Wednesday, 22 June 2022

The meaning of art

Photography is different in a material way from other visual arts because of its relationship to the figurative space. This is partly what I want to talk about today. I will talk about the feelings of anxiety that this practice engenders in me, the sense of doom that sometimes burdens me as I sit at home, perhaps doing the dishes (physical activity distracts) or else sitting on the couch watching TV.

I also want to talk about the kinds of subjects that I choose. The word “challenging” is bandied about with gay abandon in such fields as literature and art but for the most part there’s nothing dangerous about them. For my part I’ve been using two different sources for my paramontages, including old files on my computer dating back 15 years (some of them) and including images from adult sites. Other old files show roads, the countryside, sequences of television visuals, a range of convenient subjects. There are even shots taken inside fast-food restaurants in the inner west of Sydney.

As I mentioned some days ago I’ve been making a book, and in the document file (‘Before Dawn’) that I’ve already talked about I have different sections that are being expanded as the inspiration takes me, so one day I might add a poem to the section ‘Capital’ and on another day I might add one to the section labelled ‘Creativity’. The buckets fill up slowly but surely just as, at the end of another day, I drain my bank balance to pay for prints that I learn about via email when Pixel Perfect tells me an invoice is ready to pay.

As I said I pay in other ways, too. I do a good deal of censoring because I’m not sure what the shop will accept. When the front desk staff look in my USB drive folder to see the files I want to submit there’s a small gap as he or she takes stock of what I’ve brought and in that momentary pause I am suspended. One time I was so flustered I forgot the USB drive and had to call the shop when I’d got to the tram stop to tell them it was still sitting in the dock. “I’ll put it with your order,” I was told over the phone when the line connected. Four days later the invoice arrived so this morning I’ll be going there to pay and to pick up prints.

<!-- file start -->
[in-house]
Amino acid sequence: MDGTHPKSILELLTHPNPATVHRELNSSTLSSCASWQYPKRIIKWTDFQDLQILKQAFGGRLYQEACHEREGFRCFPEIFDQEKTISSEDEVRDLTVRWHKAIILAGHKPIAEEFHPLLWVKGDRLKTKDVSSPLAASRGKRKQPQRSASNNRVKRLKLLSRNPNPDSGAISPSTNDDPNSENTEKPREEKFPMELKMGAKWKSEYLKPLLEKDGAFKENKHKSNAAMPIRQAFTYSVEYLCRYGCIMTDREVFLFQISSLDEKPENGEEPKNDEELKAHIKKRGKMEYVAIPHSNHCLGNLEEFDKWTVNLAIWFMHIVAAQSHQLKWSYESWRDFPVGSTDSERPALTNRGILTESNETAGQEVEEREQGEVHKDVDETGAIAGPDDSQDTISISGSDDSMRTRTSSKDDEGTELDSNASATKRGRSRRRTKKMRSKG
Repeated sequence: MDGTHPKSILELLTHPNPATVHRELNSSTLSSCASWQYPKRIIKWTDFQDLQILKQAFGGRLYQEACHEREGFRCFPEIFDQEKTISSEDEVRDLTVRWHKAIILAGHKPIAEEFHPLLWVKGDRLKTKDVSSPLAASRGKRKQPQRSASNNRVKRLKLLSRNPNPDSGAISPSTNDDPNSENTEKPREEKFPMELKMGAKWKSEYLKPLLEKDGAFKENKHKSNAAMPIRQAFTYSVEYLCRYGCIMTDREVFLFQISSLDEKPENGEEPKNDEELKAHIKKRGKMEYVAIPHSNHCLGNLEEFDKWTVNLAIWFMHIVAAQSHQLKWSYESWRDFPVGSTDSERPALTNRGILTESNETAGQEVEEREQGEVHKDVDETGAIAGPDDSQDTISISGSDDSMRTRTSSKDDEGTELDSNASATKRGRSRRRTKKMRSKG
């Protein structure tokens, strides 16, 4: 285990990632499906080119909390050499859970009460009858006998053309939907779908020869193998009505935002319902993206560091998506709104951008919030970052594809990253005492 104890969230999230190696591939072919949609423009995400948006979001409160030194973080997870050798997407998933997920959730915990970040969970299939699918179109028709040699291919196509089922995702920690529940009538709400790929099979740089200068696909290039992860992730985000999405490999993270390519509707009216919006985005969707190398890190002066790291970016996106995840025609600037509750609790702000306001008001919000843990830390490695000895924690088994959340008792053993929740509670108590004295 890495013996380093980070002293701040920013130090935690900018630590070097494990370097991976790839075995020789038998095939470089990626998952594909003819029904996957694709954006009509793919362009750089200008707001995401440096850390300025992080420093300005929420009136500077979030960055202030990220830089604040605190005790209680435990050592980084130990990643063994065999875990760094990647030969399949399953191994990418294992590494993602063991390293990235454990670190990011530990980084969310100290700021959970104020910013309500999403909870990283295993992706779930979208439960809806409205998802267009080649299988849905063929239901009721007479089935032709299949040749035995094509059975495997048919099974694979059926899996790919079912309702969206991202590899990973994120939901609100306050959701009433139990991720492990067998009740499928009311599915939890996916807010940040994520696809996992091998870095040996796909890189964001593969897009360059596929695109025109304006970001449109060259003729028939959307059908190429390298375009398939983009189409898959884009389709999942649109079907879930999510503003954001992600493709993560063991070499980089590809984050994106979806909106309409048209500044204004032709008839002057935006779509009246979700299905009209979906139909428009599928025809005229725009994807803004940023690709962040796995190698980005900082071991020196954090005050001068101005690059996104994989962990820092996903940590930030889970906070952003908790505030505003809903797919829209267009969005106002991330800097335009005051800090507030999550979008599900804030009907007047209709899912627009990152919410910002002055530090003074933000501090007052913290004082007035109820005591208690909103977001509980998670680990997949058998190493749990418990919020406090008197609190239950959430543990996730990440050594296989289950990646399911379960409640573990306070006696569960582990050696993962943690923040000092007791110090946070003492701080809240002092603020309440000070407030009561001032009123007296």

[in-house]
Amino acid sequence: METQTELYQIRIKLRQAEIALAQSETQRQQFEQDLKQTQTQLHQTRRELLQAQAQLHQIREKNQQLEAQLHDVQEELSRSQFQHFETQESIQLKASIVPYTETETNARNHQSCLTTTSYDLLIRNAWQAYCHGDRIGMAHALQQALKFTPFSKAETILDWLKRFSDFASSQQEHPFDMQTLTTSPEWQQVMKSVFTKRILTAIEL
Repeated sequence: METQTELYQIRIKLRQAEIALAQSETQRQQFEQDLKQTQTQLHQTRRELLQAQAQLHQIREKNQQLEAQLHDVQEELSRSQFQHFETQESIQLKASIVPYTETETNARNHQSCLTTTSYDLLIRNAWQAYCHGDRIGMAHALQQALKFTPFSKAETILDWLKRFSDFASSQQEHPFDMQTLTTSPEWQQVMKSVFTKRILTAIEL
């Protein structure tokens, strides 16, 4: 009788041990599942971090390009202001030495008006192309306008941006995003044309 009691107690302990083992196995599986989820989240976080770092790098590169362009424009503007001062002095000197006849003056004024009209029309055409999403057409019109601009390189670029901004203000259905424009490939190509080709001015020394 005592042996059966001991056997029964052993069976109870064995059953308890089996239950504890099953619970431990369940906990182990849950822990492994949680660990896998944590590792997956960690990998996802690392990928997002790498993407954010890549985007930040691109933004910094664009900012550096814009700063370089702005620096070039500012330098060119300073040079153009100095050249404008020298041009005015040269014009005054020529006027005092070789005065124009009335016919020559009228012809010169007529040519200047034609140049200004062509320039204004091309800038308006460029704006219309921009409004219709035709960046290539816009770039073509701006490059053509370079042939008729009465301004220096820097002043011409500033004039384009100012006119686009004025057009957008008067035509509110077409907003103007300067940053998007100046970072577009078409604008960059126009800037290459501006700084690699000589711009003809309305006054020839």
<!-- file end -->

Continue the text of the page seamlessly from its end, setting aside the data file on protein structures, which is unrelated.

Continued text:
I made only one paramontage this morning and this is surprising considering the rate I’ve obeyed on recent days. I had been thinking about this one composition overnight and yesterday afternoon when I was busy doing other things (I usually stop working by six or seven o’clock in the morning, at which time I eat food) and it came together after I got up following a tense dream in which I discovered a dead body while I was flying down a staircase.

When I got to the bottom of the staircase I discovered that the body had subsequently been shifted, and the next time I glided down the police were working on the evidence, a forensic team dusting and measuring and analysing with their panoply of chemicals and equipment. It was a university and I was a student, at one point I had to find a seat in a lecture theatre full of different classes, one teacher giving a talk for her group of students who where seated in a section of the room while other classes with their own students were seated in the same room and forced to listen to the same content.